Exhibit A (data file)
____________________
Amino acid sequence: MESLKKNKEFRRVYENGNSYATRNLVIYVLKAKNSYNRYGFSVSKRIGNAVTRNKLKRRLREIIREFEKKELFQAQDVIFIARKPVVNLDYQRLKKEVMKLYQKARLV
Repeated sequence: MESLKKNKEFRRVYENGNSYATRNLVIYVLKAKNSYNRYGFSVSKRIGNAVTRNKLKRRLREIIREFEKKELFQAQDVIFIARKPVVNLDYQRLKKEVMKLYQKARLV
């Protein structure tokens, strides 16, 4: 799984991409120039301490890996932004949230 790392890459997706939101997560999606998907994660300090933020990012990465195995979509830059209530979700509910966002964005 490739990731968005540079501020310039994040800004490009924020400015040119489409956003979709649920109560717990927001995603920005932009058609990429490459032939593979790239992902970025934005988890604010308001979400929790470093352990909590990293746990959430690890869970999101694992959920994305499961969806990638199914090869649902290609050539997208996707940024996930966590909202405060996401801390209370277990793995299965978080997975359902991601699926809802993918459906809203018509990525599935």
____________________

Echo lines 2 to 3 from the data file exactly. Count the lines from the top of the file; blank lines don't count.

Repeated sequence: MESLKKNKEFRRVYENGNSYATRNLVIYVLKAKNSYNRYGFSVSKRIGNAVTRNKLKRRLREIIREFEKKELFQAQDVIFIARKPVVNLDYQRLKKEVMKLYQKARLV
């Protein structure tokens, strides 16, 4: 799984991409120039301490890996932004949230 790392890459997706939101997560999606998907994660300090933020990012990465195995979509830059209530979700509910966002964005 490739990731968005540079501020310039994040800004490009924020400015040119489409956003979709649920109560717990927001995603920005932009058609990429490459032939593979790239992902970025934005988890604010308001979400929790470093352990909590990293746990959430690890869970999101694992959920994305499961969806990638199914090869649902290609050539997208996707940024996930966590909202405060996401801390209370277990793995299965978080997975359902991601699926809802993918459906809203018509990525599935």